The news that Britain "now ranks 28th out of 34 countries in the equality league table" is appalling, and something which should become a major election issue in the next sixteen months. Cameron, Osborne and Clegg may have suddenly become very concerned for the low-paid, but it is clearly Labour`s responsibility to propose some major redistribution of the country`s wealth, and it could make a start by restoring some of the trade unions` lost power; promising legislation to ensure workers` representation at boardroom level would at least restore an element of collective bargaining. If it was sensible for West Germany to adopt this policy of co-determination in the early 1950s, it`s surely about time Britain did, in the 21st century!
Pledges on minimum wage levels might be sufficient for the Tories, but the inevitable response from employers, anxious to maintain profit levels, will be more part-time and zero-hours contracts, and, no doubt, a greater determination to cheat the taxman. Unscrupulous and unregulated landlords will be eager to share in their tenants` pay rise by increasing rents, so Labour`s "joined-up" thinking on these issues is essential. Similarly, promises to increase taxation need not be shirked, as long as they are based on a return to fairness; even in Thatcher`s day, top levels of income tax were 60%, and there are few arguments, economic or ethical, against the present need for top rates to be higher. Fear of losing the support of the "squeezed middle" should not be a problem, as those around average incomes or below pay enough taxes already. Rich, who enjoy the benefits of the country`s taxpayer- funded health, transport and security systems, but who avoid paying their fair share should lose all honours and representative positions.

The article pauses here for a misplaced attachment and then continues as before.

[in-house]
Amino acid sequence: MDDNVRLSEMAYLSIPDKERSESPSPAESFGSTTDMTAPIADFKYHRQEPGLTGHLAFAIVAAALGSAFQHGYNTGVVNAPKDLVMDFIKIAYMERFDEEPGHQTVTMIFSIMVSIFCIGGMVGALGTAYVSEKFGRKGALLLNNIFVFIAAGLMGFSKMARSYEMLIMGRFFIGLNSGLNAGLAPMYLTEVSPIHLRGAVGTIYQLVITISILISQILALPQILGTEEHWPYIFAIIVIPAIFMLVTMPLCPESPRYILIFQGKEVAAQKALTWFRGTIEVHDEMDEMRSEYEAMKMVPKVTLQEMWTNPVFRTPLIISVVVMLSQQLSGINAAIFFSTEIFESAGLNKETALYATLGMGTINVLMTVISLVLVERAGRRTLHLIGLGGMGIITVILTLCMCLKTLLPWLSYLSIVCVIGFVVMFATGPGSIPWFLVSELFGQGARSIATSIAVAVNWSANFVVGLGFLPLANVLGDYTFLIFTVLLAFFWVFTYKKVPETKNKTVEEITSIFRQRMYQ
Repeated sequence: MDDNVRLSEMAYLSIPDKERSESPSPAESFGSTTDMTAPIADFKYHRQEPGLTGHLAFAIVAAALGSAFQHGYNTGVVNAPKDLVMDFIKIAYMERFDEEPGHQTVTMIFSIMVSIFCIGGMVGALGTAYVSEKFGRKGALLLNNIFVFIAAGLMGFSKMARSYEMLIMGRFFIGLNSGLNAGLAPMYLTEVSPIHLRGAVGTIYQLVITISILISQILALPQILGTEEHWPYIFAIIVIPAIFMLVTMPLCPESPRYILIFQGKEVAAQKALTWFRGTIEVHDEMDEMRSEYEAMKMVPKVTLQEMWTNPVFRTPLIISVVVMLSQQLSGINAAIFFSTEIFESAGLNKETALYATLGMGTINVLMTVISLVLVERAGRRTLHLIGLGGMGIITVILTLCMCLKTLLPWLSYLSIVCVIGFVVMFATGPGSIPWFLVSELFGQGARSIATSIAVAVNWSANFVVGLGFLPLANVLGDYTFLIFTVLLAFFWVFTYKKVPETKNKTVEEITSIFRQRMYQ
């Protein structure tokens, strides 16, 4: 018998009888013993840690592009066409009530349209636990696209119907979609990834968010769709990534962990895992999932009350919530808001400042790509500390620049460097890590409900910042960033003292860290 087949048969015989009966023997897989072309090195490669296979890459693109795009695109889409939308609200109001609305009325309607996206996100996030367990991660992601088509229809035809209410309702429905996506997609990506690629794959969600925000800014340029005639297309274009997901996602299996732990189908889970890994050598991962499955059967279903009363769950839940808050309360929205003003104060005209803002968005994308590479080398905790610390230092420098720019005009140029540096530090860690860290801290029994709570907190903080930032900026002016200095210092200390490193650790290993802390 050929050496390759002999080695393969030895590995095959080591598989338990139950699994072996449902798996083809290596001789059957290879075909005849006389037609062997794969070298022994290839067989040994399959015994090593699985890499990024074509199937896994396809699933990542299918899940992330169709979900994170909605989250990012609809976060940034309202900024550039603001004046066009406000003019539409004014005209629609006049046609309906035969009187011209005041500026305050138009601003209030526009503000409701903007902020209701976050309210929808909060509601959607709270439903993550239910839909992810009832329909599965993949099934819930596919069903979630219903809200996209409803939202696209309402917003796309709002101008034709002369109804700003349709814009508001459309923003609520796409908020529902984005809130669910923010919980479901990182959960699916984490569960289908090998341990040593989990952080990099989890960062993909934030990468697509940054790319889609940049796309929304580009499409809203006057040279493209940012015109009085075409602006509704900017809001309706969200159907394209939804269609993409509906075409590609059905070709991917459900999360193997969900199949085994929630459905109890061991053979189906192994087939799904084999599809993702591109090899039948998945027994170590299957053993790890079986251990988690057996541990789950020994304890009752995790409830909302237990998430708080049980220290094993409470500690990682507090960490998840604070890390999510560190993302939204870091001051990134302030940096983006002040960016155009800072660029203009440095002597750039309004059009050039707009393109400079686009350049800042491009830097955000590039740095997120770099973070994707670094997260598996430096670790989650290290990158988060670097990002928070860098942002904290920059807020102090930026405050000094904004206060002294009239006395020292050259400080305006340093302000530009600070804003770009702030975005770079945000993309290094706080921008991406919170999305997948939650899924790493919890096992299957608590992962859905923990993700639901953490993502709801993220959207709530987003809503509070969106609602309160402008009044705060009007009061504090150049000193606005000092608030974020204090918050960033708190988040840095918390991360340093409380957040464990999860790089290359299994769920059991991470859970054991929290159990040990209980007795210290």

Ally a progressive tax policy to a determination to root out avoidance and punish evaders with imprisonment, and not only would Labour start making headway on the road to less inequality, it might even win the election!